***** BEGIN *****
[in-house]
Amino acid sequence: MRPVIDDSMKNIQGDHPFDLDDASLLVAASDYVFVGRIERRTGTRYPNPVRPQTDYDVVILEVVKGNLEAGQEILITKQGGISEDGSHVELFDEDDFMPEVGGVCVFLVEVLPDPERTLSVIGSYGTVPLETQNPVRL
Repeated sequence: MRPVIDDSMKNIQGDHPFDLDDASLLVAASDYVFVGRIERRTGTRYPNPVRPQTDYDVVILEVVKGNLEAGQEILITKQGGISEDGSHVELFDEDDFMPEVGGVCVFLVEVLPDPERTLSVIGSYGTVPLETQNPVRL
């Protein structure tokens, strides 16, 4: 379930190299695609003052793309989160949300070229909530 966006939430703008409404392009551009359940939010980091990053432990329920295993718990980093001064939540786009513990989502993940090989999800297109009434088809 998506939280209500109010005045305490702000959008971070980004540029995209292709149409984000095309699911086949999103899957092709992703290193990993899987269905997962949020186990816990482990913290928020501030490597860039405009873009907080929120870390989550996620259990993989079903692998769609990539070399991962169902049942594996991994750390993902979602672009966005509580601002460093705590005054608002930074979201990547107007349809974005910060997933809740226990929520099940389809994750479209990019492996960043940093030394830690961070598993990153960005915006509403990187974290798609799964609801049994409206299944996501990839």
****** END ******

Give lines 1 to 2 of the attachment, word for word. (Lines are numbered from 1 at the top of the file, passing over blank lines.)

[in-house]
Amino acid sequence: MRPVIDDSMKNIQGDHPFDLDDASLLVAASDYVFVGRIERRTGTRYPNPVRPQTDYDVVILEVVKGNLEAGQEILITKQGGISEDGSHVELFDEDDFMPEVGGVCVFLVEVLPDPERTLSVIGSYGTVPLETQNPVRL